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BLOG SITE OF SPIRITUALMAN, KEVILL DAVIES

Novelist. Author of APSARAS and tales from the beautiful Saigh Valley. First person to quantify spiritual values.

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Monday, 15 August 2011

Food critics

It is reported that the chef of the 'River Cafe', Brecon assaulted one of his staff following a bad report in the press from the food critic, AA Gill. He is said to have described the food as 'disgusting'.
Mr Gill is of course welcome to his opinions but should he give voice to his necessarily subjective thoughts in the press. It is almost certain that what he likes, I won't. I never use to read Michael Winner's reviews, or for that matter, the Hotel Inspector column in a National newspaper because their views count for very little but could have a disproportionate consequence for people who are often striving very hard in an industry that involves hard work in front of the general public over many hours a day, most days of the year.
I have worked in the catering and hotel industry and I can vouch for the strain of trying to do your best when tired beyond the point of pain to make a success of a business so dependent on public opinion. It isn't only the proprietor that suffers. Staff, relying on the work to pay a mortgage or rent, maybe disadvantaged because the food was not to a critic's liking.
I make no excuse for those who have no right to be professionally catering, producing unhygienic and unappetising food, but surely it is better to allow the business to fail through word of mouth of the public that test it on a daily basis.

While I'm having a moan about catering, there are two things I particularly dislike about modern restaurants. The first is uncooked vegetables. I loath the hard and crunchy carrots and broccoli being served up. If you are going to cook a vegetable and charge for it, do it properly. The second is serving meals in 'towers' with all the food piled up on one another. Ludicrous!! Serve it so that the diners can see all the dish without having to dismantle the damned thing.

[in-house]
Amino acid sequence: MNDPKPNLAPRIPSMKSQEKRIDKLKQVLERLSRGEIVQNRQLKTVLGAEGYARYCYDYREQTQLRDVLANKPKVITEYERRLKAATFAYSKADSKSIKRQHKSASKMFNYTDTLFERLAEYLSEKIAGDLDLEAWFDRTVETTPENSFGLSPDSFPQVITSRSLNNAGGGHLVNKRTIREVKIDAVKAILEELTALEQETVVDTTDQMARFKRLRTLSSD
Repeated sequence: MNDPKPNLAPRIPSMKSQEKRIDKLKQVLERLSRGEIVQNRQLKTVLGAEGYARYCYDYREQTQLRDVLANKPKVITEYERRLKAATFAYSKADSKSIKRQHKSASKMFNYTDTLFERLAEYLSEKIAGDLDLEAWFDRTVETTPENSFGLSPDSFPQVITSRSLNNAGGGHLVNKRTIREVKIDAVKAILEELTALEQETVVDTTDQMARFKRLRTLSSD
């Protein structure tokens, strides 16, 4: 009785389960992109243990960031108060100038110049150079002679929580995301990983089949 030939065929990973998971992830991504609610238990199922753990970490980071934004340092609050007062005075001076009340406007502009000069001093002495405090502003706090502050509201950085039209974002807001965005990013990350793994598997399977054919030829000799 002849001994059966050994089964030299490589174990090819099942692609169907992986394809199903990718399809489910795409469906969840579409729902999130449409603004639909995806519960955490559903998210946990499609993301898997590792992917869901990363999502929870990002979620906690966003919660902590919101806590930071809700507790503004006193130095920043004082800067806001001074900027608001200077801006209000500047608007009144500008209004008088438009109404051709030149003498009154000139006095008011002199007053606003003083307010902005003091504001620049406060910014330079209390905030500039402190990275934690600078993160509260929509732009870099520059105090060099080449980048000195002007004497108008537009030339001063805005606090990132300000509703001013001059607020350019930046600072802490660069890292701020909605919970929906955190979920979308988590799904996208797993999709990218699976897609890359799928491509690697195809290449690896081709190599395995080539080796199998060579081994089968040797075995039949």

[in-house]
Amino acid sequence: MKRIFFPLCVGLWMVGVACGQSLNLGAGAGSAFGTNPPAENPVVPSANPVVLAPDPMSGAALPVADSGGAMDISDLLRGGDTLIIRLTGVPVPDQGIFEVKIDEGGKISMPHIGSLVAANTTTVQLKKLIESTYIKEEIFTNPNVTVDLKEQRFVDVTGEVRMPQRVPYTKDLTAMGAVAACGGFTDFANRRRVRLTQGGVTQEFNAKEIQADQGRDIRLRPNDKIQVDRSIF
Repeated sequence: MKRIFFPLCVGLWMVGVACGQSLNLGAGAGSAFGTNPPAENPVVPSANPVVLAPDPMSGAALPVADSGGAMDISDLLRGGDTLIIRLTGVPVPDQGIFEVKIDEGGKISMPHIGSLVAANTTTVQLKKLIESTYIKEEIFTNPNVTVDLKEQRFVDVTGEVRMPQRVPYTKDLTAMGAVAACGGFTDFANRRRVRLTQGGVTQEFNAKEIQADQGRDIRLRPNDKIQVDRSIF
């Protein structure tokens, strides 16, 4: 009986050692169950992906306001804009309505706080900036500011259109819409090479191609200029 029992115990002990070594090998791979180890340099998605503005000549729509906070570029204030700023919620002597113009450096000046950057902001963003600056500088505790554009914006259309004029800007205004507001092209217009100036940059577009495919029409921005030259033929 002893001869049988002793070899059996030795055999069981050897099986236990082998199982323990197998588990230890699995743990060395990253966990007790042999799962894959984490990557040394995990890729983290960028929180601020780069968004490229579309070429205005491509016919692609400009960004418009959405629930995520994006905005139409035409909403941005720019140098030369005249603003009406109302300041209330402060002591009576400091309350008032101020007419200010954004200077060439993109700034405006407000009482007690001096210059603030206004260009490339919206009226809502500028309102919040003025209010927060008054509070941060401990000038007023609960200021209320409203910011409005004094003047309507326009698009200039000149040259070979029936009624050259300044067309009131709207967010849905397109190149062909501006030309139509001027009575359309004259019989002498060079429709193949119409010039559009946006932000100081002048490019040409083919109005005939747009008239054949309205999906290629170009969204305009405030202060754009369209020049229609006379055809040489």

I remember our hotel being assessed by the AA for a star rating. We didn't particularly cater for motorists or passing trade so I wasn't really anxious but after a good look round the critic told me that some of the major carpets were looking a little 'tired'. Well I would have done if I'd been trodden on for twenty or more years but the point was I knew all this. He didn't tell me a thing I didn't know and given money would have corrected immediately. It was in the nineties and we were just coming out of recession and all our profits were needed to pay the ruddy banks.
Needless to say I didn't take the AA up on their offer but the carpets were eventually replaced when funds allowed.

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